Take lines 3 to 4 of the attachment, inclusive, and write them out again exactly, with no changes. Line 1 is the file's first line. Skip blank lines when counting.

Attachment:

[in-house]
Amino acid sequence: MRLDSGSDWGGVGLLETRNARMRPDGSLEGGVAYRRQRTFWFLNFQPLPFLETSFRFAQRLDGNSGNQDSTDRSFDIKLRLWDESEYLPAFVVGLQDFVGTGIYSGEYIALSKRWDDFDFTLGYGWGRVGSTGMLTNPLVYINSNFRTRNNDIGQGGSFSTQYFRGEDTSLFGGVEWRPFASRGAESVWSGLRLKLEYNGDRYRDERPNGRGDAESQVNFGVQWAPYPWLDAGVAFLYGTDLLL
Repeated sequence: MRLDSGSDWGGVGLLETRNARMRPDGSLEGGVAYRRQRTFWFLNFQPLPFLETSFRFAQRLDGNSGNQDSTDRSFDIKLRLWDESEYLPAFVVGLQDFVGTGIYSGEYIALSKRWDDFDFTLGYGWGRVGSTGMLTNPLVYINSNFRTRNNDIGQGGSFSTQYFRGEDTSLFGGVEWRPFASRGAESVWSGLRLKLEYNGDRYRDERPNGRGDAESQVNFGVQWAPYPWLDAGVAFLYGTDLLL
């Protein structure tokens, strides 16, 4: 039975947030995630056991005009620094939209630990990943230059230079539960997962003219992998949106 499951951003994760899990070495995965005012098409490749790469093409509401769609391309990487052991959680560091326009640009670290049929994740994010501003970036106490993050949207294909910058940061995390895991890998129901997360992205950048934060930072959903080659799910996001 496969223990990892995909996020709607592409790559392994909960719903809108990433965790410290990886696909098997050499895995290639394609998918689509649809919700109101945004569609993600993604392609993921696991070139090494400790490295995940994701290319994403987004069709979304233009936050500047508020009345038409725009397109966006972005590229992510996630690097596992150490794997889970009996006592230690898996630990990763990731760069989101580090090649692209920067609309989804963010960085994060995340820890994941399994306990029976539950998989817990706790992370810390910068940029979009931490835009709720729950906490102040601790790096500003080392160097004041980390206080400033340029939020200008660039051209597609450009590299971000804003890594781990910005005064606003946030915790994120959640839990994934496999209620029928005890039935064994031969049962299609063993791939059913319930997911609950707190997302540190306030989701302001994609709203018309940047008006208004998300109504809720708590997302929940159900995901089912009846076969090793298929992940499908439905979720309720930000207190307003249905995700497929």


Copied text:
Repeated sequence: MRLDSGSDWGGVGLLETRNARMRPDGSLEGGVAYRRQRTFWFLNFQPLPFLETSFRFAQRLDGNSGNQDSTDRSFDIKLRLWDESEYLPAFVVGLQDFVGTGIYSGEYIALSKRWDDFDFTLGYGWGRVGSTGMLTNPLVYINSNFRTRNNDIGQGGSFSTQYFRGEDTSLFGGVEWRPFASRGAESVWSGLRLKLEYNGDRYRDERPNGRGDAESQVNFGVQWAPYPWLDAGVAFLYGTDLLL
């Protein structure tokens, strides 16, 4: 039975947030995630056991005009620094939209630990990943230059230079539960997962003219992998949106 499951951003994760899990070495995965005012098409490749790469093409509401769609391309990487052991959680560091326009640009670290049929994740994010501003970036106490993050949207294909910058940061995390895991890998129901997360992205950048934060930072959903080659799910996001 496969223990990892995909996020709607592409790559392994909960719903809108990433965790410290990886696909098997050499895995290639394609998918689509649809919700109101945004569609993600993604392609993921696991070139090494400790490295995940994701290319994403987004069709979304233009936050500047508020009345038409725009397109966006972005590229992510996630690097596992150490794997889970009996006592230690898996630990990763990731760069989101580090090649692209920067609309989804963010960085994060995340820890994941399994306990029976539950998989817990706790992370810390910068940029979009931490835009709720729950906490102040601790790096500003080392160097004041980390206080400033340029939020200008660039051209597609450009590299971000804003890594781990910005005064606003946030915790994120959640839990994934496999209620029928005890039935064994031969049962299609063993791939059913319930997911609950707190997302540190306030989701302001994609709203018309940047008006208004998300109504809720708590997302929940159900995901089912009846076969090793298929992940499908439905979720309720930000207190307003249905995700497929």